The successor of the P965, is only slightly faster, with the only difference being support for 45nm CPUs and DDR3 memory. With prices sky-high, DDR3 is not an issue as yet.
ASUS has choosen an AMI BIOS. The overclocking settings are in the same menu and this time it's very user-friendly.
We did of course try 500MHz, which was possible even on some P965 boards, but the sceen remained black. With 492MHz we could see the boot-screen, but booting was impossible. Reducing the FSB to 485MHz, was the maximum stable setting to run some test. This is not that bad, but we expected more.
The board worked up to 1,200MHz without any problems, but we ran into some performance issues that we can't quite explain. The faster the memory setting the slower the results. This may be a bug in the 1.00G version of our board or possibly the BIOS. Meanwhile, ASUS has released a 1.01G version and other reviews doesn't report of such an issue, so we suppose ASUS fixed it in the new revision. Our board did not like to run with 1T setting and even standard PC2-6400U settings with CL5 would not run at 1.80V, we need to increase to 1.90V for stable operation.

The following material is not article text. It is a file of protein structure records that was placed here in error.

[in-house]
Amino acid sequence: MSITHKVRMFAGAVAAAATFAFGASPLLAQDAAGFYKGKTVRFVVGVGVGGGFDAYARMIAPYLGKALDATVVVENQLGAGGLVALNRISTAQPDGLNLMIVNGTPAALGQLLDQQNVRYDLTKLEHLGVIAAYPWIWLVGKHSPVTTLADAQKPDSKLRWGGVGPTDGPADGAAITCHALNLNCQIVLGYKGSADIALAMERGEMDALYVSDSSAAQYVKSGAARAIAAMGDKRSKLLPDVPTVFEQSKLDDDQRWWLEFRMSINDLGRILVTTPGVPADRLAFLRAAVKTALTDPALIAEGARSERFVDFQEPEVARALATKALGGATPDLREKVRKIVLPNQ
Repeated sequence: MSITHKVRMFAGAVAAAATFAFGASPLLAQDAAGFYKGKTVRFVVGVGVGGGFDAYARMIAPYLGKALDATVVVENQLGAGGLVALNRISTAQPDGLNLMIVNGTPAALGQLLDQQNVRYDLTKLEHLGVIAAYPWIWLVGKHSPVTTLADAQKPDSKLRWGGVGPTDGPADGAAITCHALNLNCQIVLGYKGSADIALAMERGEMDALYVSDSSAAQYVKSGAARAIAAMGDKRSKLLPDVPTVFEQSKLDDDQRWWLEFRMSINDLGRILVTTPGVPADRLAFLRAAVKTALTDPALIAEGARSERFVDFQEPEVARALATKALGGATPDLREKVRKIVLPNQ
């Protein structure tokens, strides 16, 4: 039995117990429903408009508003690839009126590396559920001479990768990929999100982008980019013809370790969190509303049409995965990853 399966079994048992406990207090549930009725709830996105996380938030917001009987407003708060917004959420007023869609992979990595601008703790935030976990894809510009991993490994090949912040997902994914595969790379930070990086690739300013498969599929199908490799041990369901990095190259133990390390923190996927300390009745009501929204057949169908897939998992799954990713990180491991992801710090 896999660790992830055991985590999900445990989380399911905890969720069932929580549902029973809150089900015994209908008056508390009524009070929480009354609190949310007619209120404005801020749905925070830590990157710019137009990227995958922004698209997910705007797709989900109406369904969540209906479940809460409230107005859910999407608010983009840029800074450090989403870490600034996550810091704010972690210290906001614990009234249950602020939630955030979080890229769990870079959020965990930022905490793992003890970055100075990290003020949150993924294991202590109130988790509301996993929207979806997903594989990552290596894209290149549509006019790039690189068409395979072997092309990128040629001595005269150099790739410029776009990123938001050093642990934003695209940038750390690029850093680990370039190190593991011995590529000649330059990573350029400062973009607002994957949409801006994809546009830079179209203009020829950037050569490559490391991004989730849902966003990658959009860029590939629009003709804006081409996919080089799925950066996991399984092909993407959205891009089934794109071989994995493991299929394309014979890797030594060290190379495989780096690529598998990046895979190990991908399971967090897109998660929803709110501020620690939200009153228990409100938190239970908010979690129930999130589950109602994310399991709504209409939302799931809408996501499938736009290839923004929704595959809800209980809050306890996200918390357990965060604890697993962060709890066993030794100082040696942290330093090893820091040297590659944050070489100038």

While the lower overclocking settings up to 333MHz x 10 didn't cause any problems, we ran into some isses when we used 366MHz x 10. We were disappointed with the P5NT WS board, because we needed to increase the VCore to 1.5375V, but on the P5K it got worse. We needed to increase the Voltage to 1.5500V, because the board would not work stable at lower settings. The VDrop was inside 50mV most of the time, but the sensor resolution of the Winbond chip is only 0.016V, so an exact messurement is impossible. 1.5500V resulted in 1.512V in Everest. The 3,733MHz setting was not possible, as the system wouldn't run stable.
Before benchmarking we checked the reference frequency. At 266.66MHz and 333.33MHz FSB the board was slightly overclocked, so we re-calculated any benchmarks results to "should be" frequencies.